While Whirlwind Steel won the 2016 Best Construction Blog competition both in popular vote and through the independent judges’ evaluations, the blog’s real success should be more accurately measured by its marketing effectiveness.
A few days ago, I connected with digital marketing specialist Yasmin Khan, who works with?Aylin Poulton on the blog.?We had planned/scheduled a video interview. It didn’t work — with incredible sound feedback problems which resulted from my failure to properly test the systems before starting the interview. So I went to the old backup — the telephone and keyboard, taking notes. Here is an edited transcript.
MB: Can you describe the blog’s history and it has evolved?
YK: The blog really started in November 2012 after Ty Sturdiavant became president and chief operating officer of the family owned business.
His father, who had been president for 40 years, became the chairman of the board and chief executive officer of the Houston-based?manufacturer of pre-engineered steel buildings and steel building components for the agricultural, commercial, industrial, institutional, residential and self storage markets.
He took over responsibility for the company’s online presence.
We started pretty heavy, with five posts a week; after a while, the posts tapered off. We now post three times a?week. The quality of the content is getting far better than before. There’s a much better balance.
MB: Do you have?observations about the blog’s effectiveness? How many people view the blog? Have you noticed results from it?
YK: Last month we had 17,000 views. As of last year, there is a 130 percent increase in viewership from last year.
I think when we first started?the blog it was very narrow, all about metal buildings. Then we realized people coming to the website were contractors, small business owners, and big business owners, and we were able to figure out content to market to people — by targeting to different groups of people.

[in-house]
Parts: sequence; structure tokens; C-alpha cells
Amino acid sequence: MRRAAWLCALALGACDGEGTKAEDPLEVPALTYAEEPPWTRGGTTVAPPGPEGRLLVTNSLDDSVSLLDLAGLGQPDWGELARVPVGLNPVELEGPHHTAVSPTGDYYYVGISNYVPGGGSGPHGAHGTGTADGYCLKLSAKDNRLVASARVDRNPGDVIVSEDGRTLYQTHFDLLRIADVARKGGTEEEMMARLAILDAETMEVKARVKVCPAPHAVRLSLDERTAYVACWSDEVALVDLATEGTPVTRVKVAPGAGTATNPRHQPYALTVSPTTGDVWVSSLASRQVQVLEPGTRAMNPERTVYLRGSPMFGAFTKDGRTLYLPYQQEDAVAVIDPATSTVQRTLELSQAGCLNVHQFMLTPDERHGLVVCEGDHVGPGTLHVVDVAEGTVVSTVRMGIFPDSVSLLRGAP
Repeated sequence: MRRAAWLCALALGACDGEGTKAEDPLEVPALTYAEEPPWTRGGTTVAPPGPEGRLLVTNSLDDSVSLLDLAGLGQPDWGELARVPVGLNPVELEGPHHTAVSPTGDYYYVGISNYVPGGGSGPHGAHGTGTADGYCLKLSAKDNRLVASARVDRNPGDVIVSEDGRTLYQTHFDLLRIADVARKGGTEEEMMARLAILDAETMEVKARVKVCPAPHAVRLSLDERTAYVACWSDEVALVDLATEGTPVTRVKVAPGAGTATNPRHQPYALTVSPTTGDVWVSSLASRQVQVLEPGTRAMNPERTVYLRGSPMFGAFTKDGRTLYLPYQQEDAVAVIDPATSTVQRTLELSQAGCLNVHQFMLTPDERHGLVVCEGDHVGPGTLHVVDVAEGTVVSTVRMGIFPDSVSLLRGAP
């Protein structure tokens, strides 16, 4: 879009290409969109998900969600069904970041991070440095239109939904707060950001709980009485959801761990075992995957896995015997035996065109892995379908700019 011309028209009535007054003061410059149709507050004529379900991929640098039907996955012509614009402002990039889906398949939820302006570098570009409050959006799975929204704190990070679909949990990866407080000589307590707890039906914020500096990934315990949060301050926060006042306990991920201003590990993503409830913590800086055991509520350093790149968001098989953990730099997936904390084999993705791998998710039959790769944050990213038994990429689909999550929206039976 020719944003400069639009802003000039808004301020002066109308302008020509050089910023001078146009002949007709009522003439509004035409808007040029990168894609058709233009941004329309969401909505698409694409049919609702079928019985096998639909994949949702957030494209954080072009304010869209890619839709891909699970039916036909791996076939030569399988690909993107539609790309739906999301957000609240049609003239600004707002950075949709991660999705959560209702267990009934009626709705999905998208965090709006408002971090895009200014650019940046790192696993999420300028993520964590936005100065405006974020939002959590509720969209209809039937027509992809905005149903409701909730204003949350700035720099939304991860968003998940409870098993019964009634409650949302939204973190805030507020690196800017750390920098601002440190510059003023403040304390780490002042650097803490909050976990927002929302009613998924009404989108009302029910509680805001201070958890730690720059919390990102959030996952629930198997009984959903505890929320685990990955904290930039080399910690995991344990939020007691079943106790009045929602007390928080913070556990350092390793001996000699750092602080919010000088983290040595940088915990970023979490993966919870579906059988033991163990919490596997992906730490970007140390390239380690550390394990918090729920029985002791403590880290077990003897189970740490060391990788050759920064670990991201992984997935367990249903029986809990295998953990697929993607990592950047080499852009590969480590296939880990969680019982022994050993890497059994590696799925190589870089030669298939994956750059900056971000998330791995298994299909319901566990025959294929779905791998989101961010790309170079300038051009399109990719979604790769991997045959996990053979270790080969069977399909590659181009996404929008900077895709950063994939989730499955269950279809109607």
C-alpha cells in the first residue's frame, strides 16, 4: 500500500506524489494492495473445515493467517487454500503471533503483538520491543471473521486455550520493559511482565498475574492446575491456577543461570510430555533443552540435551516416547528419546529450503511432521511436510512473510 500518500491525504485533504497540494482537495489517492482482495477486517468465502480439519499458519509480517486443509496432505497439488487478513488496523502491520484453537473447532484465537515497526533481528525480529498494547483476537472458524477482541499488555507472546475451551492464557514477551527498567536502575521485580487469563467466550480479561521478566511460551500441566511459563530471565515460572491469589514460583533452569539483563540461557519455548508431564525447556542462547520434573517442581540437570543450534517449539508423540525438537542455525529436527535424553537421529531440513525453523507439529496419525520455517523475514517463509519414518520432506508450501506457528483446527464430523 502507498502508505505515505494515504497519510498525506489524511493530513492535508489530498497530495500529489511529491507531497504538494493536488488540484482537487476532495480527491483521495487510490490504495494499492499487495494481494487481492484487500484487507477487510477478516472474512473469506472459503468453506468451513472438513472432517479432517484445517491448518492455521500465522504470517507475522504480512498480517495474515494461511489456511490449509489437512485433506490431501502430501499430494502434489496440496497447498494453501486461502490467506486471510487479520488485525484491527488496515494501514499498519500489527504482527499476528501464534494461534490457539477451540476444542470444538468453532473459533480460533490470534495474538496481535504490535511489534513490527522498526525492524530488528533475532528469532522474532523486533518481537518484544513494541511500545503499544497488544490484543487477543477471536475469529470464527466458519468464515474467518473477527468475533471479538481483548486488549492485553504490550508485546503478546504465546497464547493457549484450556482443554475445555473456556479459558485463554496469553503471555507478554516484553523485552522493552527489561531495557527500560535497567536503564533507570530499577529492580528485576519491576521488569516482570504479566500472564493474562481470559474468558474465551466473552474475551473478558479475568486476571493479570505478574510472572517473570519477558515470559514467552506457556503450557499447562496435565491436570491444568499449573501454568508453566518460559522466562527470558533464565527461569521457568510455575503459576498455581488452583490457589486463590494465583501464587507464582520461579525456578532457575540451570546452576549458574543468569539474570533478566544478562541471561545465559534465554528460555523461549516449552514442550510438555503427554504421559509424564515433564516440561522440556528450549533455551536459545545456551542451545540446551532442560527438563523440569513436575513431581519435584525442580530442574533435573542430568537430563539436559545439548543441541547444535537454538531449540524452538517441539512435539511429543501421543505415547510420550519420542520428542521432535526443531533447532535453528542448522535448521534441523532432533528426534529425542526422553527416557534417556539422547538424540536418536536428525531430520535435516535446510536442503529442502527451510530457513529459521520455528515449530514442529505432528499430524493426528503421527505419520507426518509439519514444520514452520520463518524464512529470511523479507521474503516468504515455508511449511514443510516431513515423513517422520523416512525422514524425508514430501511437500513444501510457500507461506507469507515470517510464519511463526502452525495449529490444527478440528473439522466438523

We blog about sustainability, we blog about marketing, running a construction?business, roofing, and natural disasters, and much more.
MB: Has the blog contributed to the business’s bottom line.
YK: It has contributed to increased business to the company. The goal is to get people to the website. There have been better conversions. The number of people contacting us and inquiring about our services, and becoming customers — that has gone up significantly in the past year.
MB: How much work does the blog require?
YK: ?The blog is an ongoing process. I have always worked on it. There are a few faces behind the blog. There’s work in coming up with blog topics, then we have a team of marketers, a team of writers, who write and edit the posts, that are set up and linked and look nice and are good to publish. We post three times a week.
MB: Can you say how much work it takes to prepare a post?
YK. Per post, it probably requires 10 hours of research and writing.
MB: So that suggests you are spending about 30 hours per week on the project; or about three-quarters of a person-year to maintain the blog, with three posts a week